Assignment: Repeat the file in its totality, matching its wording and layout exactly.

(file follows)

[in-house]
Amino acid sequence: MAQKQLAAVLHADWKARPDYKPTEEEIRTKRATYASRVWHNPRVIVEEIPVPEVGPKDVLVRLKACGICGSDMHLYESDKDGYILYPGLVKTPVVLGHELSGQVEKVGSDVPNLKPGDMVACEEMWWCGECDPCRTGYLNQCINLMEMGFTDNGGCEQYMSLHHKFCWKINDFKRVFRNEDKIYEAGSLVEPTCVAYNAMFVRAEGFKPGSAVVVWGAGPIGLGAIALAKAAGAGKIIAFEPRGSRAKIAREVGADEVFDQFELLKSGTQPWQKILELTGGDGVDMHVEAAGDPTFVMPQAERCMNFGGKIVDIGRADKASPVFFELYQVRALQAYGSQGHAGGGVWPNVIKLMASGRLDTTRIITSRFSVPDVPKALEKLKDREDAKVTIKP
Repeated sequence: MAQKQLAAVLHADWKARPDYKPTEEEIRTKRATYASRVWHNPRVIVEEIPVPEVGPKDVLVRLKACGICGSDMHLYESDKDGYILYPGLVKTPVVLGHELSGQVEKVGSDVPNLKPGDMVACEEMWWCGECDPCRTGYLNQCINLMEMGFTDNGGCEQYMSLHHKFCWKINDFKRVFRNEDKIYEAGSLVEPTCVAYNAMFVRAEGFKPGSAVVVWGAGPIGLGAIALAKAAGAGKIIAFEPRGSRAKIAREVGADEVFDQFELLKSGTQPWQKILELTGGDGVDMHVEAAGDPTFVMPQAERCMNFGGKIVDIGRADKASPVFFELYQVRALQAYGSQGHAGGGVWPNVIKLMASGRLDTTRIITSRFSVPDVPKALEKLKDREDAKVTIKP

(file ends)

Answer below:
[in-house]
Amino acid sequence: MAQKQLAAVLHADWKARPDYKPTEEEIRTKRATYASRVWHNPRVIVEEIPVPEVGPKDVLVRLKACGICGSDMHLYESDKDGYILYPGLVKTPVVLGHELSGQVEKVGSDVPNLKPGDMVACEEMWWCGECDPCRTGYLNQCINLMEMGFTDNGGCEQYMSLHHKFCWKINDFKRVFRNEDKIYEAGSLVEPTCVAYNAMFVRAEGFKPGSAVVVWGAGPIGLGAIALAKAAGAGKIIAFEPRGSRAKIAREVGADEVFDQFELLKSGTQPWQKILELTGGDGVDMHVEAAGDPTFVMPQAERCMNFGGKIVDIGRADKASPVFFELYQVRALQAYGSQGHAGGGVWPNVIKLMASGRLDTTRIITSRFSVPDVPKALEKLKDREDAKVTIKP
Repeated sequence: MAQKQLAAVLHADWKARPDYKPTEEEIRTKRATYASRVWHNPRVIVEEIPVPEVGPKDVLVRLKACGICGSDMHLYESDKDGYILYPGLVKTPVVLGHELSGQVEKVGSDVPNLKPGDMVACEEMWWCGECDPCRTGYLNQCINLMEMGFTDNGGCEQYMSLHHKFCWKINDFKRVFRNEDKIYEAGSLVEPTCVAYNAMFVRAEGFKPGSAVVVWGAGPIGLGAIALAKAAGAGKIIAFEPRGSRAKIAREVGADEVFDQFELLKSGTQPWQKILELTGGDGVDMHVEAAGDPTFVMPQAERCMNFGGKIVDIGRADKASPVFFELYQVRALQAYGSQGHAGGGVWPNVIKLMASGRLDTTRIITSRFSVPDVPKALEKLKDREDAKVTIKP